I'm glad she finally used the Cluviel Dor. From the beginning, I kept thinking she ought to just use the thing as soon as possible, so then she wouldn't have it anymore, and the target would be, theoretically, gone. I'm glad she didn't use it to keep Eric. If she'd used it on Eric, I would've liked to see her wish that he had the freedom to follow his heart. Something like that. I'm glad she used it on Sam, and I think that's really telling. Although it may have been a little bit of a cop-out on the author's part, using his death to force her wish. It might have been more interesting if Sookie didn't have that emergency, and actually had to think about what she truly wanted the most.
I really enjoyed the part of the book in which she was inventing happy endings for all of her friends and loved ones. It was sweet, and a part of me thought it would be awesome if somehow the Cluviel Dor was activated and expended when she was doing that daydreaming. Alas, it's not that kind of story. There's not likely to be such a clear-cut happy ending.
Top reviews from other countries
The answer is simple: I’ve read the entire of the series and there are two books left, this one and one more, so I feel I have to read them. However, having said that, there really wasn’t much I liked about this book.
It took me a while to read it, and very time I put it down, I s more than happy to let it sit and not bother with it for days. There was very little other than sheer boredom and some train rides that made me finish it. Had this been the start of the True Blood series, I wouldn’t have ever bothered,
The pacing, yet again, was something that I didn’t like, but I’ve said that about all the books. Te chapter length another thing that I’ve never liked.
One thing I have to say, though, is that I know what’s coming in the last book. I know what happens, though I won’t say anything here, and I can see how in this book the author is building up to it. But I think that 12 books into a 13 book series is a bit late to be building to something that big! For those of you further ahead in the series than I am, you know what I mean.
So will I be back to get the final book in this series? Yes. Would I recommend anyone buy the entire series in one go? No. Read book one. See if you’re all right with the pacing and things first, and the get them one at a time and quit when you get to about book ten. Because really, the series is going from bad to worse, and I’m happy to say I can’t afford the last book for a little while yet, because then I do get it, I expect it will take me weeks to finish.
On the plus side, the series is almost over and I don’t have to read them again if I don’t want to.
I thoroughly enjoy the Sookie Stackhouse books because, aside from the entertainment they provide in the humourous narrative, they usually offer a perfect combination of mystery, suspense, and a resolution that ties everything together while still building up the reader's anticipation for the next instalment. I had been looking forward to Deadlocked since the whole Eric/Freyda revelation and, of course, the bloody conclusion of Victor's reign in Area 5 in the last book, but the storyline felt completely unfulfilled, almost like a throwaway.
The "mysterious murder" the biggest part of the book centers around is uninteresting, given that we don't even care about the victim. Felipe finally makes an appearance, but only as an annoying presence whose biggest offence, it seems, is the fact that his party created a mess in Eric's immaculately decorated home. Freyda also shows up, but only to remind us of Eric's dilemma, and again, no resolution is reached. Bill seems to only appear in order to remind Sookie of his undying love for her. Sam, Alcide and Quinn are all (more of less) there, but it seems as though Ms Harris was too bored to do anything with their characters throughout 90% of the book (in the case of Quinn, make that 99%%).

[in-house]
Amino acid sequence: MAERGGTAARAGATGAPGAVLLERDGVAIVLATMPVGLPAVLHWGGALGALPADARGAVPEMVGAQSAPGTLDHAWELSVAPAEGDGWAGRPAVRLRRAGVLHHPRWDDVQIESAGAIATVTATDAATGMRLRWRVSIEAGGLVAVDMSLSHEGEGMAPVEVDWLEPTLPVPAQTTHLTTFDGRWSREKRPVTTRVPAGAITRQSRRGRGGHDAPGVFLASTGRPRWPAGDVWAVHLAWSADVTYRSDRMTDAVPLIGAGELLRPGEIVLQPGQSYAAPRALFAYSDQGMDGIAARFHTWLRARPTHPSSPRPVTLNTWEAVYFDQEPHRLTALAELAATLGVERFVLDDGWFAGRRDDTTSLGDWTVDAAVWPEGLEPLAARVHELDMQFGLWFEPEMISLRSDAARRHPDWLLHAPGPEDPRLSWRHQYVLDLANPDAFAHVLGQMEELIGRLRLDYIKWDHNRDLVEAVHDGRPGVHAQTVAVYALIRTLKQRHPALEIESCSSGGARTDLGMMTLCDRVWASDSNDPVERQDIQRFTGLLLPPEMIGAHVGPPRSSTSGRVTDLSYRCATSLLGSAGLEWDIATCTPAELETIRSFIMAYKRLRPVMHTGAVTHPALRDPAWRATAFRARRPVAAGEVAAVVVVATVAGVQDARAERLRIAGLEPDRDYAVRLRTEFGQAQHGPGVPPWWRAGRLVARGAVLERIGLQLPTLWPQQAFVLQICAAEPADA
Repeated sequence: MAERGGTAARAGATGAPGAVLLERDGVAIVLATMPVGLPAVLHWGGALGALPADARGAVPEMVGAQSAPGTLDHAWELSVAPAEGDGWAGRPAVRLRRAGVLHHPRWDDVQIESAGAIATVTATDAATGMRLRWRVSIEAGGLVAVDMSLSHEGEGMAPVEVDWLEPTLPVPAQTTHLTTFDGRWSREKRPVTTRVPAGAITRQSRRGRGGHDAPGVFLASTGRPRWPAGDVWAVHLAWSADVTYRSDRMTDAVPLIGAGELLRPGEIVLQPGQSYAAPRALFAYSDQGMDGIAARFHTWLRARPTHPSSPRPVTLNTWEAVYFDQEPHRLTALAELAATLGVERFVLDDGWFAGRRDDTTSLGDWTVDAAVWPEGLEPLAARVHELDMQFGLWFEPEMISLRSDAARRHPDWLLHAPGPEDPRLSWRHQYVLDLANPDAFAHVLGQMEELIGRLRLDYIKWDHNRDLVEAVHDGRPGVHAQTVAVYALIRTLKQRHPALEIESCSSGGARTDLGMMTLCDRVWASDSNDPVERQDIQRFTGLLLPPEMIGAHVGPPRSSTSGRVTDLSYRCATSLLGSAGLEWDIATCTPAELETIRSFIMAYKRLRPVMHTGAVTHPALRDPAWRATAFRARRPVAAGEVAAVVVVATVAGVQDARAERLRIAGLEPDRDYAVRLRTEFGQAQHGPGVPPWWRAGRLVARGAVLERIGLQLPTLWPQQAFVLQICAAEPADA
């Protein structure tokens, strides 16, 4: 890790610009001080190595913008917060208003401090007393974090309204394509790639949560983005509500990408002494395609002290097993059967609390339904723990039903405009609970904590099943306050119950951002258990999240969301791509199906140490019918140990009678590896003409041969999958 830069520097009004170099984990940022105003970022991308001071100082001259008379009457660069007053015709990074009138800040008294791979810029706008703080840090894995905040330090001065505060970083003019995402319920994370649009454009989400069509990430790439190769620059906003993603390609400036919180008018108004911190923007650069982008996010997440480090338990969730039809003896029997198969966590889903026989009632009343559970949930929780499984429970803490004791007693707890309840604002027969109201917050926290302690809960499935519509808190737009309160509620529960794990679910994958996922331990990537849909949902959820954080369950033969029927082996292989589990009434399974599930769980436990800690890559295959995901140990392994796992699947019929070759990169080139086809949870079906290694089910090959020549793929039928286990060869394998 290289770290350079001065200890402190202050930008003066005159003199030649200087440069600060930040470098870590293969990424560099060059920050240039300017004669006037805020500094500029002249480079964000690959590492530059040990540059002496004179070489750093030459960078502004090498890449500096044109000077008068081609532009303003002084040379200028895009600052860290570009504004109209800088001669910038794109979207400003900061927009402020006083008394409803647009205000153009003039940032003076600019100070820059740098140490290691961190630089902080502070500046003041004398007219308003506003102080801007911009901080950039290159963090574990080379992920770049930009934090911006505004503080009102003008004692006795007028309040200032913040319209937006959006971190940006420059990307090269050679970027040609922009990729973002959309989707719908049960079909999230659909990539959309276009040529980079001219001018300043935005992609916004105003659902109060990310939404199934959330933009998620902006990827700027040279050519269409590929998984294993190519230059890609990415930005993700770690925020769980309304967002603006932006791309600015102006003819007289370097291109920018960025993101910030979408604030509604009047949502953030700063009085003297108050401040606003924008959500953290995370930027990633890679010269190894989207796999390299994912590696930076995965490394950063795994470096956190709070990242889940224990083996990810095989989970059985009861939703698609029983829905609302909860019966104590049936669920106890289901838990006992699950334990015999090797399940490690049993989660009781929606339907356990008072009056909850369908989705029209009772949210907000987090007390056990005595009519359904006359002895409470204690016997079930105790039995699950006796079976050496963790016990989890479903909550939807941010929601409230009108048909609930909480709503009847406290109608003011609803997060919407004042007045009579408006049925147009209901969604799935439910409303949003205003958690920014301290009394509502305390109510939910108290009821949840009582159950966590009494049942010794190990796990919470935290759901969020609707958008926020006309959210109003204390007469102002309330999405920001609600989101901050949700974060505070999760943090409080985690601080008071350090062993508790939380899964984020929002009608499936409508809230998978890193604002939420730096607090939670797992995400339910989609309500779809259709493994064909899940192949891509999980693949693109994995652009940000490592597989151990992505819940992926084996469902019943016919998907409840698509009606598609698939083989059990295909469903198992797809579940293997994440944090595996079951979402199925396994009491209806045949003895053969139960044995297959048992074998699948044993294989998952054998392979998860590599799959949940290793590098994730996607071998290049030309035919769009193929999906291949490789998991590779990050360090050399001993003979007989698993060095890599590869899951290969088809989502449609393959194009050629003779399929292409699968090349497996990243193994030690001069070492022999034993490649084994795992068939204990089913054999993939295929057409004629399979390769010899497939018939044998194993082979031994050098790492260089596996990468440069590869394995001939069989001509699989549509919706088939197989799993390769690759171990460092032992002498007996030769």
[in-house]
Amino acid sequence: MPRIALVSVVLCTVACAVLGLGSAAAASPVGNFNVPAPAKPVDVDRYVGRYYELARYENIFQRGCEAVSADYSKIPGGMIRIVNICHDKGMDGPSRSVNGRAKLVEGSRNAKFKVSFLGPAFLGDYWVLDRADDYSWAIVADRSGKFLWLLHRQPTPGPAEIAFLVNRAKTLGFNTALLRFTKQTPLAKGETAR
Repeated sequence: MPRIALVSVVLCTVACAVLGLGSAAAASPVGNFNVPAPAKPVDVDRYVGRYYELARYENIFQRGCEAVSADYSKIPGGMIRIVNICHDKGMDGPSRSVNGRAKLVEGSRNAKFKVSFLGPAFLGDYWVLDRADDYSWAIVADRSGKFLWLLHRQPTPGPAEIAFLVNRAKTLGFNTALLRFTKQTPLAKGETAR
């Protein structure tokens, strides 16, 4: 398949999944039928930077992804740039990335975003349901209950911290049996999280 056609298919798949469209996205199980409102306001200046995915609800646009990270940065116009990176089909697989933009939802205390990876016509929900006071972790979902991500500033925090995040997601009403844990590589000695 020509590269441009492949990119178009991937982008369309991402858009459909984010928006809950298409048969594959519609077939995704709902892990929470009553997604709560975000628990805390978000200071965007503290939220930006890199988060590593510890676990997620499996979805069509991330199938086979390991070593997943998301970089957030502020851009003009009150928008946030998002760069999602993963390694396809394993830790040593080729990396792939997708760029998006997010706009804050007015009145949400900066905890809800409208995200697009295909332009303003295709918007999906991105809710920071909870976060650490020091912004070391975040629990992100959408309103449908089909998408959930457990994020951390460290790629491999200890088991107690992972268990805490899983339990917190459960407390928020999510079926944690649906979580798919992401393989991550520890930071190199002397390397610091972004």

Jannalynne is, once again, an extremely annoying presence, and her storyline was probably the only one that had a satisfying conclusion. And then of course there are the Fairies; a few new characters are introduced or old ones are developed, a lot of things happen, none of which particularly thrilling, only to have them all go away in the end. The entire Claude storyline felt incredibly forced and hastily put together. For the length of two books we have to sit through Sookie's endless musings about the magical Cluviel Dor, only to have her make a snap decision to use it in the end of this one, making the entire point kind of moot. You know a storyline is failing when a favorite character is almost killed off and yet there's no emotional reaction in the reader.
Overall, I'd say anyone could pretty much skip this book altogether and just wait for #13 to come out next May. Sure, the Fairies won't be there, and neither will Jannalynne, but all the questions and the unresolved issues of book 11 will still be there, waiting to be answered. I would have given it a lower rating, but even when it's not at its best, the Sookie universe is always fun to be in.
It was still an enjoyable read but not as interesting or exciting as some of the other novels. I've also downloaded the final book so I'm hoping that will be a bit more like what I'm used to!
All of Sookie's past and present love interests were mentioned in the book, making them all a possibility of who she will choose to eventually settle down with. I had an inclination that it wouldn't be a vampire as Sookie doesn't want to become one and there have been scattered hints throughout the series that she wants to get married and have children one day. By the end of the book it's abundantly clear who Charlaine is plumping for but to be honest I have kind of suspected this from a third of the way in to the book as he was getting much more attention than any other potential suitor.
The story contains fae issues; problems with werewolf hierarchy and touches on Sookie's relationship woes with Eric. Although I have always been a massive Eric fan, I felt a complete change of heart this book for his character and feel as though Charlaine has done him an injustice. The former issues have also been touched on in previous books and I felt a little bored with the concept and as though Charlaine is struggling to find anything fresh to write about.
You can tell the series is coming to an end as the characters are all getting tied off and loose ends are being wrapped up. It was an easy read but I can only hope the final book is much more creative and inspiring than the penultimate one.